Biologists count fish on the Harpeth River and its tributaries to find out how the removal of a low-head dam has affected what lives there.
In the southeast, creeks are not hard to find. Many of us have spent time wading these streams, listening to the soft gurgle of water flowing by or watching sunlight twinkle like tiny stars on their rippling waters. But beyond what we see on the surface lies a world filled with life. Most of us have no idea how many things…and especially fish…live in a creek, hiding just out of sight. But biologists charged with the task of counting those fish sure do. Wild Side Guide Ken Tucker takes us to Franklin, where the removal of a low head dam has helped some fish branch out, moving up through the Harpeth River and into some nearby creeks.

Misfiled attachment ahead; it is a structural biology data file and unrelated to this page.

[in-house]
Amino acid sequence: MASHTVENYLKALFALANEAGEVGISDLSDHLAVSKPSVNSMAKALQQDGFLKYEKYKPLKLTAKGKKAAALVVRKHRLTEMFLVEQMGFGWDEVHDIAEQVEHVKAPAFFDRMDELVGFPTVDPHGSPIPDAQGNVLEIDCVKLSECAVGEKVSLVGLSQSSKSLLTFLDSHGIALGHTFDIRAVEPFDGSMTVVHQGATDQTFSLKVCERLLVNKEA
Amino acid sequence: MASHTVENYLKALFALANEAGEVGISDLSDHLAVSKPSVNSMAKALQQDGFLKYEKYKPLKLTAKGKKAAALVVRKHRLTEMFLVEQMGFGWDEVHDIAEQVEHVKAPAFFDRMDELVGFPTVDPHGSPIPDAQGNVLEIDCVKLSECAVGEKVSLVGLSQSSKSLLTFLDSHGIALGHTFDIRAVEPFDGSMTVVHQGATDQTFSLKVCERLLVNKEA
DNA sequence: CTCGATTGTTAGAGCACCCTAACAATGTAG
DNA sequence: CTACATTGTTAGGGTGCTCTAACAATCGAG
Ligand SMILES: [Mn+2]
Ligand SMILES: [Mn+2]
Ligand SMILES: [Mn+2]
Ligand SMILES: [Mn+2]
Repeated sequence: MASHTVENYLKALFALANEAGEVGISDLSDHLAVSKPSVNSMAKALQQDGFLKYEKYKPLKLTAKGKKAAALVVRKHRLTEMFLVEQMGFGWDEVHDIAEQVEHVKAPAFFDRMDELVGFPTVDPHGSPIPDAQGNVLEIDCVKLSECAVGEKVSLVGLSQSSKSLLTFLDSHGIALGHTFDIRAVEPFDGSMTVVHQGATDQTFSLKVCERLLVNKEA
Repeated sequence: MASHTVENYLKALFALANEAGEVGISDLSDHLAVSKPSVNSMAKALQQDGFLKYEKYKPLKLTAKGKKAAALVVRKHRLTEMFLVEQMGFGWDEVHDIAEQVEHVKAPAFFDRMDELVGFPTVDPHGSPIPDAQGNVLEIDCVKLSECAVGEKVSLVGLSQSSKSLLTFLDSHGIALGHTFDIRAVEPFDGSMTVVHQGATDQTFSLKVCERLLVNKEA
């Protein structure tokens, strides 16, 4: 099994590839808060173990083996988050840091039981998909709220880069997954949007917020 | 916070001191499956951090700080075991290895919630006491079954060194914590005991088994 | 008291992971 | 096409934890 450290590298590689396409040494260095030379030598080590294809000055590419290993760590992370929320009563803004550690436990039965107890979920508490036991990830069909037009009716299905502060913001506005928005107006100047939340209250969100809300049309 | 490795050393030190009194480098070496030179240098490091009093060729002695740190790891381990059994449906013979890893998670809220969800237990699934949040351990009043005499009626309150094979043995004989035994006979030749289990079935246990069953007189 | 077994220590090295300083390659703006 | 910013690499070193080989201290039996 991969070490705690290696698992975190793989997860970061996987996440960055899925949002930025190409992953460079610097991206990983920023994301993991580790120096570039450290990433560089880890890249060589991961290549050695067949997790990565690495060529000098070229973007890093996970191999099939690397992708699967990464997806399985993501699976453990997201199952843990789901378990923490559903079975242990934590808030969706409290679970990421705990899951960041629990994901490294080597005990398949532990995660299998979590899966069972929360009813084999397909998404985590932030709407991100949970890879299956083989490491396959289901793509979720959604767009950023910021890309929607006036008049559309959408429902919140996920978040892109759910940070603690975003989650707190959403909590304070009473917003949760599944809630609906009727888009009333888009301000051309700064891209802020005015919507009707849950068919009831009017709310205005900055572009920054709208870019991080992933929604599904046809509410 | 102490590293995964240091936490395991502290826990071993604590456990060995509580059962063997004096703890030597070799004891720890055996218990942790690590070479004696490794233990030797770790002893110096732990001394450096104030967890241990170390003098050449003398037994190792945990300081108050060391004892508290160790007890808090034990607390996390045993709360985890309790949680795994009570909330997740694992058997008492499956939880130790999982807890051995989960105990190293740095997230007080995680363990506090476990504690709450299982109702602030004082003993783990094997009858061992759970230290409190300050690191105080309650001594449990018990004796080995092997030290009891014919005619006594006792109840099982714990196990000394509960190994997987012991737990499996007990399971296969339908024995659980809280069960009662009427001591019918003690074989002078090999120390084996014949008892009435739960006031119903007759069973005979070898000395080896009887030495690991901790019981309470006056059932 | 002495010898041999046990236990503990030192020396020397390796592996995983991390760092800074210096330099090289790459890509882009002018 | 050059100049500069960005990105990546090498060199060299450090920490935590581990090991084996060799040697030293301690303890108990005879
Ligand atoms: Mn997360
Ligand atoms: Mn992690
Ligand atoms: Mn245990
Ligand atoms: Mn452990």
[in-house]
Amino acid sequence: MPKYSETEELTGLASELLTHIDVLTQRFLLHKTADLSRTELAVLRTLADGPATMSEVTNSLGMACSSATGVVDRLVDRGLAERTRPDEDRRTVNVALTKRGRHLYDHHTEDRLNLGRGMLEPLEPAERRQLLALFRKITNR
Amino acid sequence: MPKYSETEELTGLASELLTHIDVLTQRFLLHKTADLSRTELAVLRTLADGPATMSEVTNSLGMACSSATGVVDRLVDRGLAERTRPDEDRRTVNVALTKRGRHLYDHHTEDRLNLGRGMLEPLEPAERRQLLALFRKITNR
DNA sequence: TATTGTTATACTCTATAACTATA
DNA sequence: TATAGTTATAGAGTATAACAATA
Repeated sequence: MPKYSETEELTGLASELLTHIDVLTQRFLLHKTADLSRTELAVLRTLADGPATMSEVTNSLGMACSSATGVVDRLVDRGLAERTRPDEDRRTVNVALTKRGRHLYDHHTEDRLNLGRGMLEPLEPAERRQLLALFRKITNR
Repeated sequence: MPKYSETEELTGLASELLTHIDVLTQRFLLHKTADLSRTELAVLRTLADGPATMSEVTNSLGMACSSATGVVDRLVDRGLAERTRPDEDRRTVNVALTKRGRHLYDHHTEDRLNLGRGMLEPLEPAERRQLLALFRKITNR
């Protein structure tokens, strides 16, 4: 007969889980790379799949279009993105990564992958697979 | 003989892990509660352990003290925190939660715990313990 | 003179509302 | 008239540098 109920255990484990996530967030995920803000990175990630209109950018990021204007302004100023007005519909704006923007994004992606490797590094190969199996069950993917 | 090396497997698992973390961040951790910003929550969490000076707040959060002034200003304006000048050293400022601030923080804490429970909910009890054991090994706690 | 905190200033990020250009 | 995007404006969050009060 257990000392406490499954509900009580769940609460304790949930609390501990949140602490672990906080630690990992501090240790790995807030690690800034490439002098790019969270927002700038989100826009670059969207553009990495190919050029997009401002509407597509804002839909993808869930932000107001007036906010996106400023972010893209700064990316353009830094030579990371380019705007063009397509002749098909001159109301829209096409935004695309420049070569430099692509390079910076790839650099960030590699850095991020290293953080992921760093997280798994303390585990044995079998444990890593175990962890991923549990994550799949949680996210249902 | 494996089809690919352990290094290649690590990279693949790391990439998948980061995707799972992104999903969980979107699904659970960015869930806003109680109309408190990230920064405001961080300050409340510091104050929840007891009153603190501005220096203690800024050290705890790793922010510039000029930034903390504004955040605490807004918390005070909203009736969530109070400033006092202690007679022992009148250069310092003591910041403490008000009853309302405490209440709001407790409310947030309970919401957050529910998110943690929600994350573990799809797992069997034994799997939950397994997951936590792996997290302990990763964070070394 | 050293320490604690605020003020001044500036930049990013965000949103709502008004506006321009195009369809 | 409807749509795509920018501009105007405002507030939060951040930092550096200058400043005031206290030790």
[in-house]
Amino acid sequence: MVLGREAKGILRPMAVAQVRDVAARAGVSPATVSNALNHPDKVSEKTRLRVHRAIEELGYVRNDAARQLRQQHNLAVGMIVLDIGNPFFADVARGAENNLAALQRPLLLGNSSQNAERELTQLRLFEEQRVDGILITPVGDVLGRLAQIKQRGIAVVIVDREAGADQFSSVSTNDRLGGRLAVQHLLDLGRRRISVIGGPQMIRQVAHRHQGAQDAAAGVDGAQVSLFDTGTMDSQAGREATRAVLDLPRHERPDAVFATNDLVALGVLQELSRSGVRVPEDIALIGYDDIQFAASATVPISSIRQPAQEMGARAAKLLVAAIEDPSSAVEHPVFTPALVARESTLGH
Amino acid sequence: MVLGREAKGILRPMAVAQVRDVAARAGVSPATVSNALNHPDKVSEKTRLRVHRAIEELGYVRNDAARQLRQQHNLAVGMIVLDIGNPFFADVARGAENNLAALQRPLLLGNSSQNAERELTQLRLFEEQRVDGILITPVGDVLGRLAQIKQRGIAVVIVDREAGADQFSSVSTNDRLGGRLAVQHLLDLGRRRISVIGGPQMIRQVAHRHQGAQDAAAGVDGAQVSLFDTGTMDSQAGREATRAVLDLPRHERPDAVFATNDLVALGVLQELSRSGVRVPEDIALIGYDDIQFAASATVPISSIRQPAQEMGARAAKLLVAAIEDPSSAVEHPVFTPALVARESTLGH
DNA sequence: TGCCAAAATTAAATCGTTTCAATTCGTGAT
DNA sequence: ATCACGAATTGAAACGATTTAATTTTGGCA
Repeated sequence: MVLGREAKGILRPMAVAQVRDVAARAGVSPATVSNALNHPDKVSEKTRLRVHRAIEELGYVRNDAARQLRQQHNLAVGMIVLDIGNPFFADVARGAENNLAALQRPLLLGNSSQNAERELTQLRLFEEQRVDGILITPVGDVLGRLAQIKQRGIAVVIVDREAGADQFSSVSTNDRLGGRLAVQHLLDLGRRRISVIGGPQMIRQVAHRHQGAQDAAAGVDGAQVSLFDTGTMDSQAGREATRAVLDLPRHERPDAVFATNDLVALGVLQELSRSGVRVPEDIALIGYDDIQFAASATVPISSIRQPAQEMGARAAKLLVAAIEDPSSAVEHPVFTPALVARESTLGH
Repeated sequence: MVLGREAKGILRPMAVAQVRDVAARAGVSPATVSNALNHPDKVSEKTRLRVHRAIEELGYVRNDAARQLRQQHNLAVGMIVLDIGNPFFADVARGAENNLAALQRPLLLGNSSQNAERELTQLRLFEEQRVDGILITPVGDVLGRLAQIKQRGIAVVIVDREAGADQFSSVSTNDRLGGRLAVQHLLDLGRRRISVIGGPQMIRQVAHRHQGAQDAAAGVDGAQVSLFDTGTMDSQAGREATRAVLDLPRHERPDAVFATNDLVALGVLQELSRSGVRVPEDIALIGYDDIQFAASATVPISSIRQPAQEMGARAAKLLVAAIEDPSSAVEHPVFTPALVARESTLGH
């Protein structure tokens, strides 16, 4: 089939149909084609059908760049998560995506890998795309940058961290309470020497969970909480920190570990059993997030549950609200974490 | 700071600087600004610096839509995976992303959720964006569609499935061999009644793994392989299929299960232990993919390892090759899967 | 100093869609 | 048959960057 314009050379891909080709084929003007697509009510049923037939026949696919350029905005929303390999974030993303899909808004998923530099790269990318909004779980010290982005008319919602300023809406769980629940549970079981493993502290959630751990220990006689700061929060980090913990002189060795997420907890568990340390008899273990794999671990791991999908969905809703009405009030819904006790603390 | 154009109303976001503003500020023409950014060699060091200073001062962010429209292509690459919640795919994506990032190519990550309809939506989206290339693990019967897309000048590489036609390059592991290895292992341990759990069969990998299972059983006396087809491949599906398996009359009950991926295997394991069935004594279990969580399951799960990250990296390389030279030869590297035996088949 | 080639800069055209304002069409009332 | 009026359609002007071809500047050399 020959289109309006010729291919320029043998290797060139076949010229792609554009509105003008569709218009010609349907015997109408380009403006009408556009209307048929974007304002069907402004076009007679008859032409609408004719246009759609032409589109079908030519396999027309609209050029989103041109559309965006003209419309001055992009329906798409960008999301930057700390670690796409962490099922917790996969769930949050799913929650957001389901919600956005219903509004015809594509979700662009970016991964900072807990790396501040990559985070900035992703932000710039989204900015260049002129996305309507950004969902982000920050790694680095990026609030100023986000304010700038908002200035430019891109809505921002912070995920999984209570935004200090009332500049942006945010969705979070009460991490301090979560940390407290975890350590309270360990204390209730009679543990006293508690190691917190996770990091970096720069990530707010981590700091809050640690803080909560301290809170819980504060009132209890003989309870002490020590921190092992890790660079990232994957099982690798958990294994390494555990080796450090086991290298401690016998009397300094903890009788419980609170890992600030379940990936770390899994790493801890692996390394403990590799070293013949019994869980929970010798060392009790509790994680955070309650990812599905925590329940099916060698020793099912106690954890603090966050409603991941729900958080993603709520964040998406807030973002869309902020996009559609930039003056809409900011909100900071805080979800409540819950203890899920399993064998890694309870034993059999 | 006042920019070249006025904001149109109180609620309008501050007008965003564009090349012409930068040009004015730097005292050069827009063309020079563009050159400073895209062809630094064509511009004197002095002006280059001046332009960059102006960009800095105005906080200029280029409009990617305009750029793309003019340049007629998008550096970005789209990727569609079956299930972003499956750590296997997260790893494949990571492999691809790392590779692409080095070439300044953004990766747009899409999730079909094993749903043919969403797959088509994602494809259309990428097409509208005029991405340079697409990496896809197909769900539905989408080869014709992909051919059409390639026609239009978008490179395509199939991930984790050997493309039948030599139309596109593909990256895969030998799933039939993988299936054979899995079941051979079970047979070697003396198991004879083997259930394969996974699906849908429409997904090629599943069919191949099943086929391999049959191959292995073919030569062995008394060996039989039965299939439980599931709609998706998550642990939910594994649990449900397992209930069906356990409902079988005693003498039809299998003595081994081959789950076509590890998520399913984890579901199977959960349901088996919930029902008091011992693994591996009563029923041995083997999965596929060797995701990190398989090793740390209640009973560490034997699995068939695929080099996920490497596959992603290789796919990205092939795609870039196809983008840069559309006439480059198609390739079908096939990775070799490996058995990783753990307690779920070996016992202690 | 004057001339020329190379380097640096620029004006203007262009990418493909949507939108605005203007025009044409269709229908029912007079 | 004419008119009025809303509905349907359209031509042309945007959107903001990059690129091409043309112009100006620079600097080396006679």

While biologists are still crunching numbers from all the surveys, there has definitely been increased fish migration through the Harpeth and its tributaries. White sucker and golden red horse were the most noticeable additions to some of the streams, with evidence that the fish are spawning in new waters, providing another food source for species like smallmouth and largemouth bass. And congratulations to the Harpeth River Watershed Association for being honored with the 2013 Governor’s Environmental Stewardship Award for their work to remove the low head dam, restore the river, and allow the fish to swim freely once again.
From show 2709